Combine 1 cup arugula, agave nectar, and lime juice in a cocktail shaker.  Using muddler or long-handled wooden spoon, mash until arugula is wilted, at least 1 minute.  Add gin.  Fill cocktail shaker with ice cubes.  Cover and shake briefly to chill.  Strain into 2 small rocks glasses filled with ice cubes.  Garnish drinks with arugula leaves.

Will provide you with a full report following consumption (okay, maybe the next day!)

grow for me - please!!!

Tuesday, May 10, 2011

the elusive perfect tomato

Ah, summer tomatoes - the prize for a long (and sometimes difficult) growing season.  There is nothing like it.  They don't come easily though.  Although tomatoes are not particularly difficult to grow, there is something artistic involved in doing it "right" as far as I'm concerned.  This isn't a discussion about hybrid vs. heirlooms as both have their merits in the home garden. It's all about the process, and what a process it is.  Did you know that you are supposed to prune tomato plants?  That's getting a bit ahead in the process though...

So back in early April, on a random nice day I started my tomato seeds.  Here's the thing though, I started them differently than I have any other year, and am now reminded that anything that sounds too good to be true probably is.  So Gardeners Supply, which is a super reputable company that I use all the time was offering a kit this year to make "seed starting even easier" and I bought it.  Not that seed starting is hard, but anything that makes it easier is better right?  So this system utilizes cow pots (yes made from composted cow manure, which are awesome, I've used them for miscellaneous projects before) that sit on a special mat which "wicks" moisture from a reservoir below.  No need to repot, because the pots are big enough, no need to feed, because there are nutrients in the pots, awesome, right? So while plants do take in moisture from below (their roots) this system, similar to what I've used with peat pots in the past, just wasn't looking right.  As a failsafe, I started another batch of seeds in jiffy pellets in those little plastic "greenhouses" that you can get everywhere, one week after I started the cowpot version.

After several weeks this was the result....
uneven germination, lanky plants, most haven't formed true leaves in the cow pots
and some funky orange mold or fungus growing on the sides of the pots, yuck!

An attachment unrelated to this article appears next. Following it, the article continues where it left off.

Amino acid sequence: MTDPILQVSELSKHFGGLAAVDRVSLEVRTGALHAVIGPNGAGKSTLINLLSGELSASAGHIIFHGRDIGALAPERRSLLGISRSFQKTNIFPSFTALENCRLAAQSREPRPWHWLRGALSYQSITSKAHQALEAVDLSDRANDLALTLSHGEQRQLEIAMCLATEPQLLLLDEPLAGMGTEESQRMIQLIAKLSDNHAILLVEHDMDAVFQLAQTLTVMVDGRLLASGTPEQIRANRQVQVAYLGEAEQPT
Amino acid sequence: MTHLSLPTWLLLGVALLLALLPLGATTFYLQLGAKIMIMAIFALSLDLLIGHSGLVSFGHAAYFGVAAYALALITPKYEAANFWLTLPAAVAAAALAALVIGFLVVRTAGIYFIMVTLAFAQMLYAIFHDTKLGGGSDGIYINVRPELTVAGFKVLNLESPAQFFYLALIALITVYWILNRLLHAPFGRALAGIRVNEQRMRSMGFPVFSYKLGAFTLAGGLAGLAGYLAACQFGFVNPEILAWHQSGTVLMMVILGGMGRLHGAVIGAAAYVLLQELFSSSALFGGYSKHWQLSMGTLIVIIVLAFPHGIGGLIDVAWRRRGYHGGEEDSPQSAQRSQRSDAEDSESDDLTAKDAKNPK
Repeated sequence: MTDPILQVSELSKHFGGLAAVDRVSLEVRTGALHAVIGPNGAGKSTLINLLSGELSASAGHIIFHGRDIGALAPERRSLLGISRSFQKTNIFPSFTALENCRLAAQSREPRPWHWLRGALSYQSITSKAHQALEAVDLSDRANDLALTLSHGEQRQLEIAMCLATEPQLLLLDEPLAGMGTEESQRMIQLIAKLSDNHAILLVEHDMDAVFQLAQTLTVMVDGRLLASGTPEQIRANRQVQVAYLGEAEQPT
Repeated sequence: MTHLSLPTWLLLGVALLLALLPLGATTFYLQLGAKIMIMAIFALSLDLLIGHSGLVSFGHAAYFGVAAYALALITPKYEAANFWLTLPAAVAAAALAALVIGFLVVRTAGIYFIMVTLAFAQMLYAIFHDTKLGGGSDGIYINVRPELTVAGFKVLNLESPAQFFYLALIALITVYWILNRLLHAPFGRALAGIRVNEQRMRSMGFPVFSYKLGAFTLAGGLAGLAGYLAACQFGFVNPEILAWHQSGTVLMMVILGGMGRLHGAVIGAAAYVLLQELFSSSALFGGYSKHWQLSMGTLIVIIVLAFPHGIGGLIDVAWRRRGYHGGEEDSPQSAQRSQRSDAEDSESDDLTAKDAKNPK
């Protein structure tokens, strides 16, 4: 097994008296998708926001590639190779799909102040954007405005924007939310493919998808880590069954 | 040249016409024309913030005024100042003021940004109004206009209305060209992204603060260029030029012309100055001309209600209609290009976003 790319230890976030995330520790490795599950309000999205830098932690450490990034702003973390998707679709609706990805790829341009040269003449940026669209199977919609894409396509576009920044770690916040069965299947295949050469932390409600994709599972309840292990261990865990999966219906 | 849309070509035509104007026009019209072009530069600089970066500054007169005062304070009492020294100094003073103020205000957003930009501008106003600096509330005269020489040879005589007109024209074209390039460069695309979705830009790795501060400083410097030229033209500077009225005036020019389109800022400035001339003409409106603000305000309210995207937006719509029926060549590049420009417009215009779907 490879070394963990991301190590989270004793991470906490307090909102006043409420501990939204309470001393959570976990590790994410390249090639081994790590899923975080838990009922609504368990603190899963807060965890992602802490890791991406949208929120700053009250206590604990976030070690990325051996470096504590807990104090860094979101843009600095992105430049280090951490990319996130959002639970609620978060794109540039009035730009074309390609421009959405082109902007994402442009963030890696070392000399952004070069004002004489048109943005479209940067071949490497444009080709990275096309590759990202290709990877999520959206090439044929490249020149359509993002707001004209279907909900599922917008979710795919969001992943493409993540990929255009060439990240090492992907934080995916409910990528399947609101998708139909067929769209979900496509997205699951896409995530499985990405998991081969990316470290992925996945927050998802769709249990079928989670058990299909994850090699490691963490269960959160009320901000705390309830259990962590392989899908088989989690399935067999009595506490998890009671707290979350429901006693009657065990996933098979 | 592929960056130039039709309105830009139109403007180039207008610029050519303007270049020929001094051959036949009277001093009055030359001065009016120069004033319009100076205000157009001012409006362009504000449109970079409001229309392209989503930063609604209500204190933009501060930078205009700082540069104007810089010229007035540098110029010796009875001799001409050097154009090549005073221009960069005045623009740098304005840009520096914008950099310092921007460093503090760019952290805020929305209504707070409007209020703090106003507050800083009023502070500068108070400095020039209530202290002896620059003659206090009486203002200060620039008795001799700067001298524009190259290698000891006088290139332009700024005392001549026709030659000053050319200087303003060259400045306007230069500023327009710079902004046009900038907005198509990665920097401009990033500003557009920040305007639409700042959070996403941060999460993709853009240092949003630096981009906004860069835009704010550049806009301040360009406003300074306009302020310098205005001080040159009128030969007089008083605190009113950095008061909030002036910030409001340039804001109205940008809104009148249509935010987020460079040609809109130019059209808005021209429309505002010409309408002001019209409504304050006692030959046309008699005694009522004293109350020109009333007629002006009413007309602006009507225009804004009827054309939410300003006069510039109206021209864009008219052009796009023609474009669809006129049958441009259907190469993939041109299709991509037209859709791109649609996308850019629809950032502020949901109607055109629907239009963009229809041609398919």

Started one week later in jiffy pellets, looking exactly as they should.

So last week I repotted the plants that were looking fabulous, although outgrowing their space in the jiffy pellets, into peat pots, just like I've always done.   There were a couple of plants that I repotted out of the cow pots, but I think that it was 3 out of 24, not good odds.

Happily repotted and back to the basement for a few more weeks under the lights.

So much for shortcuts, huh? Sorry Gardeners supply, on this product I'm really not happy.  Oh, and when I went to leave a review on your website this product is surprisingly (or not) "no longer available".  In about 2-3 weeks, depending on weather, these babies will get moved outside, and that's when the real fun begins!

On a completely separate note - if you are contemplating growing vegetables this summer it's not too late (especially with the cool spring we are having) if you are in the area and need help, I'll be teaching an Organic Gardening 101 class at Sport Hill Farm in Easton.  I'd love to see you there, click here for more details.

Tuesday, May 3, 2011

the first step to beating an addiction

is admitting you have a problem, right?  Well I've got a serious problem, and it looks like this.



This is Echinacea purpurea 'Coconut Lime' introduced a couple years ago, it was one of a slew of new echinaceas to the marketplace, so different than the familiar pink/purple coneflowers.  Oh but this was just the beginning, there were doubles, pinks, whites, reds, yellows, more than you can imagine.  And then there are the Terra Nova varieties.  If you aren't familiar Terra Nova, they are one of the most well known perennial breeders in the U.S.  you can't buy plants directly from them, but chances are if you've bought an echinacea, or heuchera in the last few years they developed it.

Here's the problem, I'm obsessed. Even though some have come up marginally hardy, and not living up to their supposed potential, I can't stop buying them.  Yesterday I bought 2 'Secret Desires' (who comes up with these names) at $22 bucks a pop in one gallon pots.  That's insanity, yet I did it anyway.  Like I said, I've got a problem.  Somebody please knock some sense into me!

I mean really, can you blame me?
Photo credit, Terra Nova Nursery

Monday, May 2, 2011

More sensationalism? I think not...

If you care at all about sustainability, where your food comes from, or the national health crisis known as obesity, I urge you to read Eric Schlosser's recent opinion piece in the Washington Post.

You may not agree with every point he makes, as some have criticized that it smacks of sensationalism a la Jamie Oliver and Food Revolution or that it oversimplifies the issues.  However I hope it inspires you to support your local farmers, because they certainly are not getting rich under the current agricultural policies in this country.  Plus, I promise, you will never get better tasting food than you do from a local supplier.  There is no way, that tomatoes trucked in from Florida all the way to Connecticut, or wherever you are, will taste as fresh as those that are locally grown.